Recently, HCLTech Q-Labs conducted a series of sessions, in collaboration with its global innovation partners. The discussion touched upon paving way for a quantum secure world and the growing market of Quantum Key Distribution (QKD), which is projected to reach $5 billion by 2028.
According to the Q LAB blog, QKD operates by transmitting photons — "quantum light's particles" — across an optical link. It promises unconditional security based on the laws of physics only. QKD has the advantage of being future proof: unlike classical key distribution, it is not possible for an eavesdropper to keep a transcript of quantum signals sent in a QKD process, owing to the quantum non-cloning theorem. It could ensure security of communications, enabled by quantum cryptography, even in the face of unlimited (quantum) computing power.
From a cybersecurity perspective, if a hacker tries to observe qubits in transit, their super-fragile quantum state “collapses” to either 1 or 0. This means a hacker can’t tamper with the qubits without leaving behind a telltale sign of the activity.
Quantum cryptography leverages the principles of quantum mechanics to achieve secure communications between two parties. It uses quantum key distribution (QKD) protocols to establish a secure key between the sender and the receiver. In HCLTech’s Tech Trends 2024, quantum cryptography has emerged as a disruptor, poised to redefine the landscape of security and privacy, with 48% of respondents foreseeing significant benefits for the cybersecurity sector through the early adoption of quantum technology.
With a high potential for disruption, quantum cryptography positions itself to transform the way data is secured and protected. "Quantum cryptography is one of complementary approaches to quantum-safe protocols for maintaining crypto agility. In any given scenario, one needs to leverage ecosystem players to define the applicability of a crypto encryption basis different complexity levels,” says Abhinav Khare, General Manager – Ecosystem Innovation and Tech Incubation at HCLTech.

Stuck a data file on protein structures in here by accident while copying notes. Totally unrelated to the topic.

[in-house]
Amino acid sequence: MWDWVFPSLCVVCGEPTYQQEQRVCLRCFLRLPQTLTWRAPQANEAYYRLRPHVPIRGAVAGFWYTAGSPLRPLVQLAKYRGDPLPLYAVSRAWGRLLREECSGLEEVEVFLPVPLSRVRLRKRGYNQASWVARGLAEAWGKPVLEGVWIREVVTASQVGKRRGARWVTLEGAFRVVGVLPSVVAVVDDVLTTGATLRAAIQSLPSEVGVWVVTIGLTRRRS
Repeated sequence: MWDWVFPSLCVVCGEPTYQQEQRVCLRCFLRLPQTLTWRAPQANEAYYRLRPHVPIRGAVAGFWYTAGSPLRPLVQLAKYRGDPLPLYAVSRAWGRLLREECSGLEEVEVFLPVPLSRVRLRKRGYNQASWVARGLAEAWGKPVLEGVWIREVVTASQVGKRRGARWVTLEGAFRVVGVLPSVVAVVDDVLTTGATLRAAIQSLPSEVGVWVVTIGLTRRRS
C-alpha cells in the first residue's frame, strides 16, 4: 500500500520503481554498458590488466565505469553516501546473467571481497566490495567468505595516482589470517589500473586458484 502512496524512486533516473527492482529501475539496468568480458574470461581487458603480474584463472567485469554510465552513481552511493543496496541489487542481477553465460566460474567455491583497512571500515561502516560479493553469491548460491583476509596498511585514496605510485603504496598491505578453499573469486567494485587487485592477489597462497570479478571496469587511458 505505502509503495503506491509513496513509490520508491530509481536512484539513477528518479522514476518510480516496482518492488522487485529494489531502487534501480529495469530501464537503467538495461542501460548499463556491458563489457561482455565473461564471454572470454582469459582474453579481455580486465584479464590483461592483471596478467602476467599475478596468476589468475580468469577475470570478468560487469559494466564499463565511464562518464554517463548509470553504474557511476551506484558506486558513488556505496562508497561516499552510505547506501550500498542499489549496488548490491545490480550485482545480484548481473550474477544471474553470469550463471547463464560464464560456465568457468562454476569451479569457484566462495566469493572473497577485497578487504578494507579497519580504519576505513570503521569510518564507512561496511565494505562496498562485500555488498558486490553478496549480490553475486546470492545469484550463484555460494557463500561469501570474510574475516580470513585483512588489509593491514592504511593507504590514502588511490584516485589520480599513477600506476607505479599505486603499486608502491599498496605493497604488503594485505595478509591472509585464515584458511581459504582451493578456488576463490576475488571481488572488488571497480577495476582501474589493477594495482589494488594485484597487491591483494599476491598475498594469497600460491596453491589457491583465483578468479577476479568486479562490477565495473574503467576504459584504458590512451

One of the remarkable properties of quantum cryptography is its ability to detect any interception or tampering during data transmission. By adopting quantum cryptography, organizations can enhance the security of their networks and protect sensitive information from potential threats.
Challenges and ethical considerations
Despite the immense potential of quantum technologies, there are also challenges and ethical considerations that need to be addressed. One of the major challenges is the inherent fragility of qubits, which requires a controlled environment to maintain the delicate quantum states. The error rate in qubits is relatively high, making error correction techniques crucial for the reliability and scalability of quantum computers.
Ethical considerations also arise when discussing the potential consequences of quantum technologies. The tremendous computational power of quantum computers can pose a threat to the security of sensitive information if it falls into the wrong hands. There is a need to develop quantum-resistant cryptographic algorithms and frameworks to ensure the privacy and security of data in the post-quantum era.